The idea of a magic circle, a mechanic, mastery of a pattern, and progressing with some kind of incremental difficulty… Is great, but it’s also frustrating how people view that as The Way to make a game.
Things are really interesting when you just remove one of those. Like get rid of “mechanic” or get rid of “mastery”.
I probably wouldn’t mind as much if it wasn’t for Game’s obsession with validating itself as A Legitimate Art.
For example, other digital art movements have existed long before the current indie scene touting Games As Art. We had really interesting conversations about Dadaism in digital art, net-art had fascinating ideologies underlying it, experimental interactive literature, hypermedia, interactive poetry… I was there for a chunk of these (participating) and used to proudly label my work as a lot of that. There were plenty of festivals, communities, and events that gave these a platform. We had a dialogue.
The Game Label grew and quickly appropriated a lot of these preexisting movements as “game”… in a way that can be great, but it also kind of “paved over” a lot of the work done by artists in these spaces. It’s not net-art anymore, it’s “a weird game”.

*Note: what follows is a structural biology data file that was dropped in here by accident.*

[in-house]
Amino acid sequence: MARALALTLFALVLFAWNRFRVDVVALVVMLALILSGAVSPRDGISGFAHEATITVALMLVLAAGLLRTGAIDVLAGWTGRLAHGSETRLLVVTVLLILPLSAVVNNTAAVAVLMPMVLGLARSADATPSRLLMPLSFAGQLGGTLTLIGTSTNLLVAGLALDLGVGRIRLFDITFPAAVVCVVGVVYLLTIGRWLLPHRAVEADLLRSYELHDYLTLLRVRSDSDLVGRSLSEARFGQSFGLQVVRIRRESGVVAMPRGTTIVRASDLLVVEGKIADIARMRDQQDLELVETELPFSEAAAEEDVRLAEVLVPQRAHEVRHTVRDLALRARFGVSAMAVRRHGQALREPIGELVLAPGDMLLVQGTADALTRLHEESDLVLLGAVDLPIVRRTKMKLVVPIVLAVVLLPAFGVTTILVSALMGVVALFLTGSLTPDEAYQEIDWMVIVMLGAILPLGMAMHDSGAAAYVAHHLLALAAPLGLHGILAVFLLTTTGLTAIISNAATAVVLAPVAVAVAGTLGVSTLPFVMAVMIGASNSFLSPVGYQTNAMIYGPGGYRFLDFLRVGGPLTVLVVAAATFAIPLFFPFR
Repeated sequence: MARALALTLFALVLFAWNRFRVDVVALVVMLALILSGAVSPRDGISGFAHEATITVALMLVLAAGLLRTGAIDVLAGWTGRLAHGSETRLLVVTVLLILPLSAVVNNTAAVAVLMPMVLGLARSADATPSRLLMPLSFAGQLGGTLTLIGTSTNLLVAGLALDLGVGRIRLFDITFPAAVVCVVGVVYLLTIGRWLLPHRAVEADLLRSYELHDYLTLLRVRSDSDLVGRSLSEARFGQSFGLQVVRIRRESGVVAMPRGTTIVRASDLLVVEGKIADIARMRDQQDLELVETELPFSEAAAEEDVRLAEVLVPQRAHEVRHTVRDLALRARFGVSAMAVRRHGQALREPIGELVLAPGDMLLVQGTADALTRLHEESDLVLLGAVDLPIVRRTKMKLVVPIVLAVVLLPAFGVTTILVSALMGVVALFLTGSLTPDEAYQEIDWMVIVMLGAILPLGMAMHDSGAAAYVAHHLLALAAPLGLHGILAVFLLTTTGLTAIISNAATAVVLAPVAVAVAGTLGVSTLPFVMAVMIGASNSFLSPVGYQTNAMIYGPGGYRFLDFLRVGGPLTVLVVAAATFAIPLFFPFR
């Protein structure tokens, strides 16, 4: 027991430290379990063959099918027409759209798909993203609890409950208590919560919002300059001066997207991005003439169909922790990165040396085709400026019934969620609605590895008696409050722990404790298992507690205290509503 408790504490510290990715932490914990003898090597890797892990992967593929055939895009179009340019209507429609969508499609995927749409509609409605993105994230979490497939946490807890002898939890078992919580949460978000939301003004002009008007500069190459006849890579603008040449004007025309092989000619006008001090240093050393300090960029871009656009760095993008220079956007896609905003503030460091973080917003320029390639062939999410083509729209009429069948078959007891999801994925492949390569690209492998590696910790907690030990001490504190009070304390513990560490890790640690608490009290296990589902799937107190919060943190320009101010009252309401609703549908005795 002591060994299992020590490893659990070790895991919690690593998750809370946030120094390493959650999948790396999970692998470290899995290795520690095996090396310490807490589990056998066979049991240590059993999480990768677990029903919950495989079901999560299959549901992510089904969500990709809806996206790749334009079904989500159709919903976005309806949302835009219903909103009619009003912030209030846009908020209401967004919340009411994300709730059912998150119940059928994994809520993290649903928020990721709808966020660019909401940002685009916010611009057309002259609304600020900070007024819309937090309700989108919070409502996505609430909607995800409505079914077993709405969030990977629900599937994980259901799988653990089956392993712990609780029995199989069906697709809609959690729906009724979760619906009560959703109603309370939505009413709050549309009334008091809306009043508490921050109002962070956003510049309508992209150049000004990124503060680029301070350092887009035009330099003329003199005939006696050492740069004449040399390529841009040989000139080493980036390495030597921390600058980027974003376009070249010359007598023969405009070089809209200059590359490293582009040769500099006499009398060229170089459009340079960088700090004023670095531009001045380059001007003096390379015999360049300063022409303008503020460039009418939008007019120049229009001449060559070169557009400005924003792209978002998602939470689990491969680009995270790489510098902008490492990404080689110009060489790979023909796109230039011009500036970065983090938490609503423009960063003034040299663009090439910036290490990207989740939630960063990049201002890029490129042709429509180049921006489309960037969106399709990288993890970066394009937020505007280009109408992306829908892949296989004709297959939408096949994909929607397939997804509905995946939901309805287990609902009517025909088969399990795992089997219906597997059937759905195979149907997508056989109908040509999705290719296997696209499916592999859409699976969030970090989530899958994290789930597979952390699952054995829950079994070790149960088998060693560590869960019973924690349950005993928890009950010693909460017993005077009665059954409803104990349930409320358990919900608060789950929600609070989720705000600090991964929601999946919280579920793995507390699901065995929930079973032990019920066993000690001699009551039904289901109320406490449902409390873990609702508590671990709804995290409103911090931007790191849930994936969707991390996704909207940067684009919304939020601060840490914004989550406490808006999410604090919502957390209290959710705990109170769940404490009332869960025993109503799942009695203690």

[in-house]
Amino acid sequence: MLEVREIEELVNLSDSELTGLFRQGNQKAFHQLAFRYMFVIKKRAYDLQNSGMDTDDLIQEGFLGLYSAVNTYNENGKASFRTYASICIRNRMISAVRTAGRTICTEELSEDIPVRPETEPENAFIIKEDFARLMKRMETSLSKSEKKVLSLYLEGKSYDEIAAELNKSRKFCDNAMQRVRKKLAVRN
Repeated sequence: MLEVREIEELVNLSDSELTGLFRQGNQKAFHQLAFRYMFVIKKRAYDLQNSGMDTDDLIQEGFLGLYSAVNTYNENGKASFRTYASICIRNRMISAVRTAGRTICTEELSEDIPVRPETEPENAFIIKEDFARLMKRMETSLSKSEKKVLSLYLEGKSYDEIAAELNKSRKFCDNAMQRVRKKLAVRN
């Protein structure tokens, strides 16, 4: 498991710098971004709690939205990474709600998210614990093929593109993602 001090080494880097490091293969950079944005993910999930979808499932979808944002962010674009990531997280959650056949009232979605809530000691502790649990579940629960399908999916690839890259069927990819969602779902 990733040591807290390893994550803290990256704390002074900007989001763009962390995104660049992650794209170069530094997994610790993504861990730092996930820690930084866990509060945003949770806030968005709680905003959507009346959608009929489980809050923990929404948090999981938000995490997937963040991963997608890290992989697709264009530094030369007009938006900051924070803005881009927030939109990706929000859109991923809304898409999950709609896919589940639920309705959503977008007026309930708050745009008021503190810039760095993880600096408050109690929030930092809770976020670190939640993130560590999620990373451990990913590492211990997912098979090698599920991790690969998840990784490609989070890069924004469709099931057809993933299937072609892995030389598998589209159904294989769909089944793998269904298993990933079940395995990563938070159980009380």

Doing this can be frustrating and really hold back a dialogue, or understanding of this work, that we had long before games…
I probably wouldn’t mind so much if it wasn’t for game’s double standard of wanting to take experimental work like this when it suits legitimizing the medium, and (at the same time) throwing work like this under the buss when the obsession to be a commercial entertainment object takes over.
It’s an interesting space to be in. Sometimes I don’t think it’s fair to blindly slap the word “game” on everyone without examining the purpose of it first.

..So ok, good talk. This all will probably be the eternal struggle for anyone who’s work lies on that blurry line of “is it a game…or…” Can any other type of interactive digital art exist comfortably anymore if it’s not called “a game”?
What are you anymore if you’re not fitting the mold of Game Proper, but still do interactive computer art?

I view myself as a good game designer. I think I’ve made enough work that can qualify as a game, as well as all the other stuff… So I hope I’m beyond having to validate myself here…